By Ito Kenji for nippon.com: www.nippon.com/en/in-depth/d00465/making-japan-a-top-destination-for-international-students.html
Ritsumeikan Asia Pacific University, founded in 2000, has emerged as a Japanese mecca for international students, who comprise about half of its student body. An APU officer discusses the keys to the school’s success and the sweeping changes Japan must make to attract and retain foreign talent.
Universities around the world are competing fiercely for a share of the growing international student market, which is fast approaching 5 million students, according to the Organization for Economic Cooperation and Development. In East Asia, Singapore has made it a national goal to attract outstanding foreign students, and schools like the National University of Singapore—which partnered with Yale University to open Yale-NUS College in 2013—have climbed rapidly in the rankings of destinations for overseas study.
At Ritsumeikan Asia Pacific University, we are watching such trends closely as we compete for some of the world’s best and brightest scholars. Since its launch in April 2000, APU has succeeded admirably at this: As of November 2018, of the school’s 5,829 students, 2,952, or 50.6% of the total, hailed from overseas. Our international students come from 90 countries and regions worldwide, and fully 96.8% of them are full-fledged students on the degree track. The ANU program is also globally unusual for having more than 90% of its international students in undergraduate studies, rather than graduate school.Japan’s Misguided Emphasis on Quantity
The Japanese government is understandably keen on international students, given the ongoing decline in its own youth and young-adult population. In 2009, the government launched a program aimed at boosting the number of international students to 300,000 by 2020. Statistics released by JASSO, the Japan Student Support Organization, in January 2019 suggest that it will reach its target ahead of schedule, with 298,980 international students enrolled in Japanese schools as of May 1, 2018.
As the accompanying graph indicates, the total number of international students has climbed sharply since 2011. Yet most of this growth has been driven by booming enrollment at Japanese language schools, which is up 274%, and professional training colleges, up 168%. By contrast, the number of international students in undergraduate four-year programs and junior colleges has increased by only 23%, while graduate-school enrollment is up just 26%.
Meanwhile, more than 20% of the 1.28 million foreigners working in Japan as of October 2017 were legally classified as students, according to figures from the Ministry of Health, Labor, and Welfare. This startling statistic reflects the government’s deplorably short-sighted policy of using Japanese language schools as a back door for unskilled foreign labor. Foreign students should be admitted to the country for purposes of study, not to plug Japan’s labor shortages. Where international students are concerned, there needs to be less emphasis on quantity and more on quality.Internationalizing Admissions and Degree Programs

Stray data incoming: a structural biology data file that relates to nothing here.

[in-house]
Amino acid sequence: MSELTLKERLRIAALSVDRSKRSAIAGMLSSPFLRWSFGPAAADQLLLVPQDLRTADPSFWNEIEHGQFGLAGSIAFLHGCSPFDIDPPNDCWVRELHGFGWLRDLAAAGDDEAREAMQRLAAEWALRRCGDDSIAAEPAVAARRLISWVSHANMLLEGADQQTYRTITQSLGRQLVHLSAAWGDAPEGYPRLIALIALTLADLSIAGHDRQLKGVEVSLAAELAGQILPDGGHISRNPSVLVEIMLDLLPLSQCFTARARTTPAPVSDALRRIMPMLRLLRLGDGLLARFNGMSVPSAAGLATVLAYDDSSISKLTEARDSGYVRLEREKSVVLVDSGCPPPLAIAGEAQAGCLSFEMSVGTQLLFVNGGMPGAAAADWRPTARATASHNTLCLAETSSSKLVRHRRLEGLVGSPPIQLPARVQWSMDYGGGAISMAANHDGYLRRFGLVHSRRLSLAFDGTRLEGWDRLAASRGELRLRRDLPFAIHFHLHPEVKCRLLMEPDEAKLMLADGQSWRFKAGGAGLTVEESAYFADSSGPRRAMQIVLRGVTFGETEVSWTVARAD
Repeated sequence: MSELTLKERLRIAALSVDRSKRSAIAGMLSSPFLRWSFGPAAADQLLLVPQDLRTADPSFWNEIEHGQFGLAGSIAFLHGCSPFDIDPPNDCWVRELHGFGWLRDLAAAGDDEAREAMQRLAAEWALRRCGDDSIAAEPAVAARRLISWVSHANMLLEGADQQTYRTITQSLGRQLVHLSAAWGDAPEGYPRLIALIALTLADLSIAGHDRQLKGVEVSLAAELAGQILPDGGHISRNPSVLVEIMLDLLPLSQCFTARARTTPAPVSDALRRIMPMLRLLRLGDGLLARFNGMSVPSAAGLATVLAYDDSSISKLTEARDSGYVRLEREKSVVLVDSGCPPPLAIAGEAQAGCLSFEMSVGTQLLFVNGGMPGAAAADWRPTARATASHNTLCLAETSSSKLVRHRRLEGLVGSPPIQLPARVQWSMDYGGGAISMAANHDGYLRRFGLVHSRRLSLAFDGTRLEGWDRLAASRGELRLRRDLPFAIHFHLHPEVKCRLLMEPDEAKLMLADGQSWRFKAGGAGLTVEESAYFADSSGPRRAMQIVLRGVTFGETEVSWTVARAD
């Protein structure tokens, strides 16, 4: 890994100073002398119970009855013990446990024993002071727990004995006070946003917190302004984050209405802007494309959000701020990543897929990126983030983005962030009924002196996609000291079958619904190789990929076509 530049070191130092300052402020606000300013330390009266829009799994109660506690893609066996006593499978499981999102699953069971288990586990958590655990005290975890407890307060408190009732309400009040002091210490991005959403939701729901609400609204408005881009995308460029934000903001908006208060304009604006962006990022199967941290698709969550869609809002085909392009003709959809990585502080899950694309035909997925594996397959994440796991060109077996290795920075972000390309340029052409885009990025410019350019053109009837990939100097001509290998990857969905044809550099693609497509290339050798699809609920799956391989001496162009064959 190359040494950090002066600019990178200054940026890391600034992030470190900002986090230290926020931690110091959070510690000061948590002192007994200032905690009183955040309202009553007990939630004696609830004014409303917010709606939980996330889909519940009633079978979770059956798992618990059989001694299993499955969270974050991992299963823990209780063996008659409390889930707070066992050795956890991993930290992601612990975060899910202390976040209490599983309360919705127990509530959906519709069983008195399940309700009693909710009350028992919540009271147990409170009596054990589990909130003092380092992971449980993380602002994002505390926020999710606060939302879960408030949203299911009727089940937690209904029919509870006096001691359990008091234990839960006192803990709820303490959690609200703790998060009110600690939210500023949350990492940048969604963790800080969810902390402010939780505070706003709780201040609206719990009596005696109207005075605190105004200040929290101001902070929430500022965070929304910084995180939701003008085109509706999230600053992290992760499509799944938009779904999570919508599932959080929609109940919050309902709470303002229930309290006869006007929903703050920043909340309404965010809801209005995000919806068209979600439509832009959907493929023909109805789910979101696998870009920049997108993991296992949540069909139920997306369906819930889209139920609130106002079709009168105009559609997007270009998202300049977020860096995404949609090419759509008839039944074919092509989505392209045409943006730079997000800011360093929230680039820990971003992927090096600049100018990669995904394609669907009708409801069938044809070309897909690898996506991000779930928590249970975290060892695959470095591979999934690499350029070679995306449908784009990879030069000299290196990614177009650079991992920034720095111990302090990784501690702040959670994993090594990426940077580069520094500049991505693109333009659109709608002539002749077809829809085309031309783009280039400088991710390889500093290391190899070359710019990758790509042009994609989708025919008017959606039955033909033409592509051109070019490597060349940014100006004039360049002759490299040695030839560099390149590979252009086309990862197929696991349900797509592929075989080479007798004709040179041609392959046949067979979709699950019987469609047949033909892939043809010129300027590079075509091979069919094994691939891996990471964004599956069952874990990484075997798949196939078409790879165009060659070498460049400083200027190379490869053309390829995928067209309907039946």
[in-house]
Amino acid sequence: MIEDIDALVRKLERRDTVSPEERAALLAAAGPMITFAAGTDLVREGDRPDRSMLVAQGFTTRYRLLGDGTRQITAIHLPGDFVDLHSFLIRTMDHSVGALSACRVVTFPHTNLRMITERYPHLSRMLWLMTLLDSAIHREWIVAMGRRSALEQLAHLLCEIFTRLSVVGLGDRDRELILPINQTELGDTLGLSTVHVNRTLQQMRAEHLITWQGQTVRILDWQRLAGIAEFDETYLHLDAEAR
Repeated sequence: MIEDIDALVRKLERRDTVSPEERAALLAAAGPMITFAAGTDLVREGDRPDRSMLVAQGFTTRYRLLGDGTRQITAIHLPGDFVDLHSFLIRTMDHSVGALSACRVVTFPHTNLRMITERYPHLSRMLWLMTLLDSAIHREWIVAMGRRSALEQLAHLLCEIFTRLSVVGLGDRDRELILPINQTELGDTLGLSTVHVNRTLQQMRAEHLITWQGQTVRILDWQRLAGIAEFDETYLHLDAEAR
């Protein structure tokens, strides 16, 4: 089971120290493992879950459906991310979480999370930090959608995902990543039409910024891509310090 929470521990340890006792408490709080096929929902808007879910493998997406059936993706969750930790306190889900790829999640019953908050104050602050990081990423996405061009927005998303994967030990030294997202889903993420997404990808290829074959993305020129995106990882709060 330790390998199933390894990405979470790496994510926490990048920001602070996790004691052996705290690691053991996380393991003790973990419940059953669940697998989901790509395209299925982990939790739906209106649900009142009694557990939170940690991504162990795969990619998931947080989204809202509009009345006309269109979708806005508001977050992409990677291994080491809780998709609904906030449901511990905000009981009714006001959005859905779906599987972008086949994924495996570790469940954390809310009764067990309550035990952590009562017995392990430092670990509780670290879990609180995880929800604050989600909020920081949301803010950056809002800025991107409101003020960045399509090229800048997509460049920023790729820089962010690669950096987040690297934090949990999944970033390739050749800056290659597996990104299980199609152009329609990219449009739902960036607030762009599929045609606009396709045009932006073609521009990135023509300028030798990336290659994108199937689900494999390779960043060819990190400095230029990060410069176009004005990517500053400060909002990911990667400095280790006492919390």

One reason Japan has been unable to attract more university students from abroad is that its admissions system runs differently compared to the rest of the world. Most universities here only accept students for matriculation in April, at the beginning of the Japanese academic year, and demand a high level of Japanese proficiency from their applicants. Moreover, each institution has its own application process and requirements. Foreign students with a special interest in Japan may be motivated to overcome such hurdles, but the rest are unlikely to give Japanese universities a second glance as they compare their study-abroad options worldwide.
At APU, we have been working hard to internationalize our admissions system with a view to attracting outstanding students from abroad. We admit students twice a year, in the spring and fall. We have no Japanese-language prerequisite, and our application requirements are aligned with those of Western universities, thus streamlining the application process for international students. The English proficiency level of our applicants from Vietnam, Indonesia, and other Asian countries is impressive; last year their scores averaged in the 85–99 range on TOEFL and 6.5–7 on IELTS. We tend to attract well-rounded students whose grade averages and standardized test scores are also quite high. Not a few of our foreign students also had the option to attend top domestic and Western institutions.
The competition for such students is heating up among universities worldwide. Yet few Japanese institutions seem to be taking the challenge seriously. One almost senses that they are too preoccupied with plans to merge or consolidate in a bid to survive the decline in domestic enrollment. But the time has come for Japanese administrators to realize that for no matter how they stack up against counterparts overseas, their schools need to be prepared to compete on the field of global university rankings if they are to be considered by top-caliber foreign students interested in studying abroad.
At APU, we realized early on that we needed to convince the world of the value of an APU degree if we wanted to become a university of choice for international students. This is why we spent eight years earning accreditation from the Association to Advance Collegiate Schools of Business. That protracted process drove home to each and every faculty member the importance of building global standards into our curriculum, instruction, and governance.Japan as a Gateway to Career Success
Why do students who have been accepted into some of the world’s top-ranking universities choose APU? The quality of our programs and degrees is, of course, a key consideration. But another important factor is the international career prospects of APU graduates. An applicant that I interviewed in Indonesia told me that four of his relatives were graduates of APU. Three had found work at prestigious global companies—a major Japanese bank, a top Japanese manufacturer, and a financial institution in Singapore—and one was pursuing graduate studies at a British university.